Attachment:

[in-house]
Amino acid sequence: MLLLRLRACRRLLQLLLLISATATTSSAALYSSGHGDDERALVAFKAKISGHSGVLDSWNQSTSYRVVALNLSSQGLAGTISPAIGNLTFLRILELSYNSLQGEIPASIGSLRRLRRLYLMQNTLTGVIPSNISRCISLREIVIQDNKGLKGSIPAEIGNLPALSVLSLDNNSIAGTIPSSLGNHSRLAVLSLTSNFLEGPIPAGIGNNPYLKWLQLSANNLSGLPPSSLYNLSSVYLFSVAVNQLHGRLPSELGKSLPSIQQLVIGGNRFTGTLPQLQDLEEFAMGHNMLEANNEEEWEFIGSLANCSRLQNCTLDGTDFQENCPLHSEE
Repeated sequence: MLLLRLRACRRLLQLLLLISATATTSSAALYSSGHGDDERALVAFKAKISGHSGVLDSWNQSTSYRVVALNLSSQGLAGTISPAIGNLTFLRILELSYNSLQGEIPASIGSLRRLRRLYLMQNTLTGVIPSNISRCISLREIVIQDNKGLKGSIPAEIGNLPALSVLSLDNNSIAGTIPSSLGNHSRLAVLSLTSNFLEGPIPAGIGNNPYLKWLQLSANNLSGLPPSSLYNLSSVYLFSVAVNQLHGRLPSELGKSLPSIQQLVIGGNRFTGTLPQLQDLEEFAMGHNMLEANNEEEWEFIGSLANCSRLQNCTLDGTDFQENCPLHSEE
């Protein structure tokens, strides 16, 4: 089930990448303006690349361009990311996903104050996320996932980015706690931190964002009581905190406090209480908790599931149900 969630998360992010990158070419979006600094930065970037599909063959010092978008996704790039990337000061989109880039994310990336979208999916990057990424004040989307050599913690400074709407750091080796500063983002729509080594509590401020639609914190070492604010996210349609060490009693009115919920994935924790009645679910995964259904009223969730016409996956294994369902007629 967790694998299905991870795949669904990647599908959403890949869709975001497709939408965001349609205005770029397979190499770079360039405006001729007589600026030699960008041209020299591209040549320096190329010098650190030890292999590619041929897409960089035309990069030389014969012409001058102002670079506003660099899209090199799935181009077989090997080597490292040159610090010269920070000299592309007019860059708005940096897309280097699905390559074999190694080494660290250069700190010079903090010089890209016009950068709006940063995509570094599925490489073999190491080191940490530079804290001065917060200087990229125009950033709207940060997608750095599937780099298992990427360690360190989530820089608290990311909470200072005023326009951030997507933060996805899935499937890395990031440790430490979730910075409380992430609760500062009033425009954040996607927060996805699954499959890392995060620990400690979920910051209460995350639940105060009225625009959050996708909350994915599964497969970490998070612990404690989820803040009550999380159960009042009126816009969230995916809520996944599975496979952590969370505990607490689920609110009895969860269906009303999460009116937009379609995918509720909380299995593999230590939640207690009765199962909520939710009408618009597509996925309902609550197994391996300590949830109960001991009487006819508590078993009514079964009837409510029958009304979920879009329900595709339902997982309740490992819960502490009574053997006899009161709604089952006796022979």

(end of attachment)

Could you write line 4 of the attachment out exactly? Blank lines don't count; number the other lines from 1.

């Protein structure tokens, strides 16, 4: 089930990448303006690349361009990311996903104050996320996932980015706690931190964002009581905190406090209480908790599931149900 969630998360992010990158070419979006600094930065970037599909063959010092978008996704790039990337000061989109880039994310990336979208999916990057990424004040989307050599913690400074709407750091080796500063983002729509080594509590401020639609914190070492604010996210349609060490009693009115919920994935924790009645679910995964259904009223969730016409996956294994369902007629 967790694998299905991870795949669904990647599908959403890949869709975001497709939408965001349609205005770029397979190499770079360039405006001729007589600026030699960008041209020299591209040549320096190329010098650190030890292999590619041929897409960089035309990069030389014969012409001058102002670079506003660099899209090199799935181009077989090997080597490292040159610090010269920070000299592309007019860059708005940096897309280097699905390559074999190694080494660290250069700190010079903090010089890209016009950068709006940063995509570094599925490489073999190491080191940490530079804290001065917060200087990229125009950033709207940060997608750095599937780099298992990427360690360190989530820089608290990311909470200072005023326009951030997507933060996805899935499937890395990031440790430490979730910075409380992430609760500062009033425009954040996607927060996805699954499959890392995060620990400690979920910051209460995350639940105060009225625009959050996708909350994915599964497969970490998070612990404690989820803040009550999380159960009042009126816009969230995916809520996944599975496979952590969370505990607490689920609110009895969860269906009303999460009116937009379609995918509720909380299995593999230590939640207690009765199962909520939710009408618009597509996925309902609550197994391996300590949830109960001991009487006819508590078993009514079964009837409510029958009304979920879009329900595709339902997982309740490992819960502490009574053997006899009161709604089952006796022979």